“The assumption is those people are still working even when they’re away,” McCracken says of companies with less stringent rules around work hours. “To some extent that’s what the corporation is trying to do, let people outside the box so they can think in new and creative ways.”
The 21st-century workplace isn’t just about better benefits and more flexible hours. Being creative and innovative enough to out-pace the competition is now top of mind for many companies, which are starting to break down hierarchies and literally take down office walls to encourage collaboration.
Morningstar has no private offices. Employees, no matter how high up, sit at open desks with small partitions. Conference rooms have floor-to-ceiling glass walls and doors, and there are areas with couches and large chairs for hanging out. The company calls it an “open plan work environment.”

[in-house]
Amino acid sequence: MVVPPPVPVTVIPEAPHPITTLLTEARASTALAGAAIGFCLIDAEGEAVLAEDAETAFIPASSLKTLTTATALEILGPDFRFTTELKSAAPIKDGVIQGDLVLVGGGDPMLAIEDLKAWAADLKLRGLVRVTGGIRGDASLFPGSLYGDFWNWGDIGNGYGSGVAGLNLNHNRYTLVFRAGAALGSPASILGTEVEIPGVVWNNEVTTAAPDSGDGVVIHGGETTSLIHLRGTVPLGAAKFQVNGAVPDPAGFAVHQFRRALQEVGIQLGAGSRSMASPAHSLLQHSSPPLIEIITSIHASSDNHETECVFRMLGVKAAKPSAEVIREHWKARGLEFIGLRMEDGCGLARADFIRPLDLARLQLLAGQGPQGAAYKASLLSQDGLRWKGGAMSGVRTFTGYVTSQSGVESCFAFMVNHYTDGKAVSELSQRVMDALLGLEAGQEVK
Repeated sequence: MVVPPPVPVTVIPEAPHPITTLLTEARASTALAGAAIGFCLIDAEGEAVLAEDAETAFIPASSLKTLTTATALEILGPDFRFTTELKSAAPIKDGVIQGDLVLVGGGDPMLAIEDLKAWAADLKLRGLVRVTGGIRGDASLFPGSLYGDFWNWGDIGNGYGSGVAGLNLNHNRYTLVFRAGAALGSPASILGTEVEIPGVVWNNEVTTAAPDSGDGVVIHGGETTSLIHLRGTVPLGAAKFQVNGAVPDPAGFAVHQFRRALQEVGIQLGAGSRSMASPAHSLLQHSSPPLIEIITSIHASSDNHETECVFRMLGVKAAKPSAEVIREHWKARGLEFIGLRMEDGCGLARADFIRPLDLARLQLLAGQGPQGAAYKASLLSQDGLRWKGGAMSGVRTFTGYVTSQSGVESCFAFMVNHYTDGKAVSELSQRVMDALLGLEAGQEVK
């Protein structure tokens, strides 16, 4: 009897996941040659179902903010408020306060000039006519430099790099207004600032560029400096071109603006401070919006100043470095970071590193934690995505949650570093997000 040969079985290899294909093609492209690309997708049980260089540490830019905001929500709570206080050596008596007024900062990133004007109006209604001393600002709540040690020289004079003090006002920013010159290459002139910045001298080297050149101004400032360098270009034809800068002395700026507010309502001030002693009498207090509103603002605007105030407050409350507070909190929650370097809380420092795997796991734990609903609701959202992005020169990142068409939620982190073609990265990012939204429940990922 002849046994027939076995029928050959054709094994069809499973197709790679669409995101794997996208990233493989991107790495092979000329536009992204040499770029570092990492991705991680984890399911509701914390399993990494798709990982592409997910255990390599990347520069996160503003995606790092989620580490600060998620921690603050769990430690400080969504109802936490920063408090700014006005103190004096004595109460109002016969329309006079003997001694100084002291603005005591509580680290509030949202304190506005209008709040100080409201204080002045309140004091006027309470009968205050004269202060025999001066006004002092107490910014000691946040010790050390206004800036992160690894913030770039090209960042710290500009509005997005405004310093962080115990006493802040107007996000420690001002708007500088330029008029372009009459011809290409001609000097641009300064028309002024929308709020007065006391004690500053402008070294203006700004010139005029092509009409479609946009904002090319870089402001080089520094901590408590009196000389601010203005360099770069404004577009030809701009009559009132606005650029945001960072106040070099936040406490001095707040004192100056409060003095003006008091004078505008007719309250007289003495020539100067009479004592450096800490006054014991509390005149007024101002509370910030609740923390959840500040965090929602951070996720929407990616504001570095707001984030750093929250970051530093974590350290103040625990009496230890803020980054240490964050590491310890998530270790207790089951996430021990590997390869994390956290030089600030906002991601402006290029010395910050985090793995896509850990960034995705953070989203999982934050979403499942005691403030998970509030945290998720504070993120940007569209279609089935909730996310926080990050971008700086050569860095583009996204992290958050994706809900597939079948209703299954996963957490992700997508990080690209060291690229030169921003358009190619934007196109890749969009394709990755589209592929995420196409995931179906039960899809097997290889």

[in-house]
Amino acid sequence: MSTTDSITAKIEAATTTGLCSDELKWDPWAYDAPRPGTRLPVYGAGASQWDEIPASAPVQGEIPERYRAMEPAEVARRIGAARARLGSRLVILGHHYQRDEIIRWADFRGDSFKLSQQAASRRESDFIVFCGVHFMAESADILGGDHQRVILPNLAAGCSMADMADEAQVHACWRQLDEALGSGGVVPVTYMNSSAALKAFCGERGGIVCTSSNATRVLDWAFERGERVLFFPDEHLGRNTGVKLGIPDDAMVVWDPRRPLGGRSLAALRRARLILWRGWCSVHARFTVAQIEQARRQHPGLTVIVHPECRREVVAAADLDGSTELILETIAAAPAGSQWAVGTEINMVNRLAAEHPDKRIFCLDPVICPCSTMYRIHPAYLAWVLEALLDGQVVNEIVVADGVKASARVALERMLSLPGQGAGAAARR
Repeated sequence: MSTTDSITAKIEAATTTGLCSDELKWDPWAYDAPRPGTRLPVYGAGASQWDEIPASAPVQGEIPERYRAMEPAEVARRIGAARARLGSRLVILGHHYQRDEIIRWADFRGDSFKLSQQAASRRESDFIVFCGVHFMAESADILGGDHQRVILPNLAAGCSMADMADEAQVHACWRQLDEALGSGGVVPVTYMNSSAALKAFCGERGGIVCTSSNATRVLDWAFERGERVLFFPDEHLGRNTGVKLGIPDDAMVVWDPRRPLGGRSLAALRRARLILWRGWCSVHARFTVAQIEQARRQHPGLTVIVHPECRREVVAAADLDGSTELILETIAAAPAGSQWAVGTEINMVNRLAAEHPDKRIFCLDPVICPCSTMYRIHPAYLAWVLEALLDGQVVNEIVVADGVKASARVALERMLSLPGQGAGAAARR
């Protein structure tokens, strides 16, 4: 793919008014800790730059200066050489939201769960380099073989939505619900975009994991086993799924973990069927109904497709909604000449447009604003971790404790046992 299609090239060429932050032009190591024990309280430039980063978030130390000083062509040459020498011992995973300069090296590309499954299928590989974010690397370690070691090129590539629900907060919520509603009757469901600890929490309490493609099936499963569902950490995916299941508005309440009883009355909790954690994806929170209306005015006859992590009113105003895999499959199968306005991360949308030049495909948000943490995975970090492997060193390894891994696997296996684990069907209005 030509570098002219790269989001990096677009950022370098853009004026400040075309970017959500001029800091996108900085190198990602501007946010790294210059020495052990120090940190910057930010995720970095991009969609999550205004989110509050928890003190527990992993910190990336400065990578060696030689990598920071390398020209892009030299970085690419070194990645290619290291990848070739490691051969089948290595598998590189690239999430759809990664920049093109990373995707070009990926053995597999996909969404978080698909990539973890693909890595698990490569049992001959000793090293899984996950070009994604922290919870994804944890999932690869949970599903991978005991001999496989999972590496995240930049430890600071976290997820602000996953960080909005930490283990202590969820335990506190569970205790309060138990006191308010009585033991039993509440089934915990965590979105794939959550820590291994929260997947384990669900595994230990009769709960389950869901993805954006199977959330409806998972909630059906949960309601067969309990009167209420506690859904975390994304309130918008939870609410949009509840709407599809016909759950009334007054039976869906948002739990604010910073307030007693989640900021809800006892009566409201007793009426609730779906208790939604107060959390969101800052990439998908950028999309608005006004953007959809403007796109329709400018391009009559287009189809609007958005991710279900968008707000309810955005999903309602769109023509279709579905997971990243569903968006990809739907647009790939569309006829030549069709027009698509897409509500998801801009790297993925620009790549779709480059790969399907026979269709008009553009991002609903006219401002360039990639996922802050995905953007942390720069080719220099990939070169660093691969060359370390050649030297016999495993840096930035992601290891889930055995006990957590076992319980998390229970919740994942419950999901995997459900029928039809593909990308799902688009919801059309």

But while some policies, such as the option of telecommuting, have become almost standard, employee perks aren’t one size fits all. For example, just 4% of employers offered a child care subsidy last year, according to the Society for Human Resource Management report; 36% allow casual dress, the same as in 2011 but more than in 2009 and 2010.
“There are so many generations in the workplace now, and different generations value (certain benefits) differently,” says Robert Greene, CEO of Reward Systems, a company that consults on human resources strategies. With a benefit like child care, if your workforce is made up of mostly young, single employees, it wouldn’t make much sense for a company to offer it, Greene says.
When it comes to offering benefits above and beyond the norm, companies have to weigh whether the perk will be “a good business decision that’s highly valued by the employee,” he says. “Just because somebody down the street is doing it doesn’t mean I should be doing it.”